06Jun

You’re reading this because all over the world IT professionals are at work keeping the internet’s vast array of routers, servers, switches and other equipment functioning.

Unless you work for a telecom or one of the organizations that plays a role in keeping the internet operating, chances are you’ll never meet these network engineers and system administrators.

But you know the guy or gal who fixes your computer problems when you call. Even if you’ve never met them in person, you’ve come to rely on them to be there when you say “Help!”

These are the unsung tech heroes we recognize today on IT Professionals Day. And never before have we all had so much to thank them for.

When the COVID pandemic closed offices across the world, IT professionals made it possible for employees to work from home.

Their round the clock work keeps us in touch with friends and family, enables students to attend class remotely, and makes it possible for us to consult a doctor by video from home.

As SolarWinds, founder of National IT Pro Day in 2015, says, “The success of organizations during the reality of an unprecedented global pandemic is due in large part to IT pros’ preparedness and ability to adapt and manage through substantial change. We didn’t know it at the time, but all your training, ideas, and skillsets were leading up to this year’s events, which saw entire organizations rely on IT teams to keep their business up and running.”

We at Green Key Resources join with the millions of others in saying thank you to all IT professionals. We are grateful for everything you do. And, to quote SolarWinds, “If we’ve learn anything from our IT pros this year, it’s they’re ready, willing, and able to tackle any challenge head-on.”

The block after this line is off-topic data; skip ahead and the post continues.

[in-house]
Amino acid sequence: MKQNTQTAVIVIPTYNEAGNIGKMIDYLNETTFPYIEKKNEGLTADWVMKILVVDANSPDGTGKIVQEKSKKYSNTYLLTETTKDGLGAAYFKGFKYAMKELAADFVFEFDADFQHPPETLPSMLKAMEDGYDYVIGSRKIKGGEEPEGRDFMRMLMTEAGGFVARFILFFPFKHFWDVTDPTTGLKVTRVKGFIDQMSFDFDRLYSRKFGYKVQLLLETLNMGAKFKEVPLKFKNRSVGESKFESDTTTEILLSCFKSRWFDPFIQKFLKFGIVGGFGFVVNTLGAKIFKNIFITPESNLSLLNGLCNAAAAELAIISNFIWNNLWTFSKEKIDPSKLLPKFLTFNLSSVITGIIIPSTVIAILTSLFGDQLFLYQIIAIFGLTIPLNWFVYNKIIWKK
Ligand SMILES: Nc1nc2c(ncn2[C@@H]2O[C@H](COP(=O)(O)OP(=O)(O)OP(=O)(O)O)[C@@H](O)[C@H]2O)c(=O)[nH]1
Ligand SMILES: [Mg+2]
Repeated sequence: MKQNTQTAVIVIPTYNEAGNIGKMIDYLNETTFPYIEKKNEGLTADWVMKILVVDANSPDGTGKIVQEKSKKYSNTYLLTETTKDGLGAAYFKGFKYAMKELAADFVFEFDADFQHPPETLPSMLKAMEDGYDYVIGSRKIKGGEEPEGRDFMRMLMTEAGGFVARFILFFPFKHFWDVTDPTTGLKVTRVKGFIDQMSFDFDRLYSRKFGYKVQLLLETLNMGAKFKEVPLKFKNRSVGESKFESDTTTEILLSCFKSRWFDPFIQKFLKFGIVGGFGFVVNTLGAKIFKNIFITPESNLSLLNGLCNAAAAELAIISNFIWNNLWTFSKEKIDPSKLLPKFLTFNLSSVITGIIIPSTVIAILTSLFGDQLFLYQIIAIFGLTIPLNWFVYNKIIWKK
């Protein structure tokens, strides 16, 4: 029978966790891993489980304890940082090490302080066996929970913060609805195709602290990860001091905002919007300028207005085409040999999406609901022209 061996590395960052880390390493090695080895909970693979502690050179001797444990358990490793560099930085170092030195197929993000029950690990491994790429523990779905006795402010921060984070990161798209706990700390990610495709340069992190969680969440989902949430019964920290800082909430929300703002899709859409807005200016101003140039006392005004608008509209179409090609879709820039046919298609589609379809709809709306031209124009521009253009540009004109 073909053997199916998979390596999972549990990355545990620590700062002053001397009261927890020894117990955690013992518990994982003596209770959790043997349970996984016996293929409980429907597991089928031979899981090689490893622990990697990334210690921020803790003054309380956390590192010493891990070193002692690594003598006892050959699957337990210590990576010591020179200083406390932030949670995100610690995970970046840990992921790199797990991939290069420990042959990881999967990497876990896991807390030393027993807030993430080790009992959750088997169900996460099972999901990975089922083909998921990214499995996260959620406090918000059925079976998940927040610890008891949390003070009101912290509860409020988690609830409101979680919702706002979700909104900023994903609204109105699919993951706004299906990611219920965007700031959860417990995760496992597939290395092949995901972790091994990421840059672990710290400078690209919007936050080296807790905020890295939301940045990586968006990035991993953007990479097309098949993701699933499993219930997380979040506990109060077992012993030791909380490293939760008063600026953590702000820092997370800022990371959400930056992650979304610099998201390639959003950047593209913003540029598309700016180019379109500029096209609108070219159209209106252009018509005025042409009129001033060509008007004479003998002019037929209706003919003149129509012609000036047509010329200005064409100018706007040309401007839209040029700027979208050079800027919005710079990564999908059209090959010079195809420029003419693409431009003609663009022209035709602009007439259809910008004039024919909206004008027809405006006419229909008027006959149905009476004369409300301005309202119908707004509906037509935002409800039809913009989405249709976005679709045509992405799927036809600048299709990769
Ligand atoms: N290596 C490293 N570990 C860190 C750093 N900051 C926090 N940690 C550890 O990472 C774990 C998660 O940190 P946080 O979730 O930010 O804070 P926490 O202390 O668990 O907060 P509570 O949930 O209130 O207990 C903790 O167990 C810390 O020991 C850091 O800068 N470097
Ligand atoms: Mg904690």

Photo by Hunters Race on Unsplash

[bdp_post_carousel]

author avatar
Green Key

CIOs Want You to Stop Saying ‘Digital Transformation’

Is your change management sufficiently agile to facilitate the digital transformation that the disruptive technologies of 5G and artificial intelligence bring?

That’s just the kind of talk CIOs and other IT leaders wish to banish from all our conversations.

“Buzzwords start out as powerful ideas,” says Matt Seaman, Lockheed Martin’s director and chief data and analytics officer of enterprise. “It’s not until they’re misused and watered down that they become a problem.”

And all the buzzwords we used in the first sentence of this blog post are words so often abused and twisted that CIO magazine listed them among the “10 misused buzzwords in IT.”

Take “digital transformation” for example. It’s a phrase CIO writer Clint Boulton says is one “CIOs love to hate because it’s often pitched as a cure-all for modernizing legacy businesses.”

No matter how much tech is implemented it won’t make a difference if it isn’t accompanied by business transformation, maintains Mark Bilger, CIO of One Call. “Digital solutions do not magically transform the business. A fool with a tool is still a fool.”

OK, but what about change management?

Consider it the twin of digital transformation. Jenny Gray, senior director of application development at Power Home Remodeling, tells CIO the phrase suggests the “antiquated” idea that change should come through major initiatives and strategies. Change, she says, should be happening constantly in businesses.

Change also happens “more slowly than people think,” insists Target CIO Mike McNamara, who is tired of hearing of “disruptive technology.” The notion that there are technologies that will transform an industry overnight is a mistaken one, he says. “There is no disruptive technology out there right now, because the whole point of disruption is that you don’t see it coming.”

What other buzzwords made CIO’s list?

  • Agile – It’s applied indiscriminately, complains Bilger. Most teams are anything but agile, he says.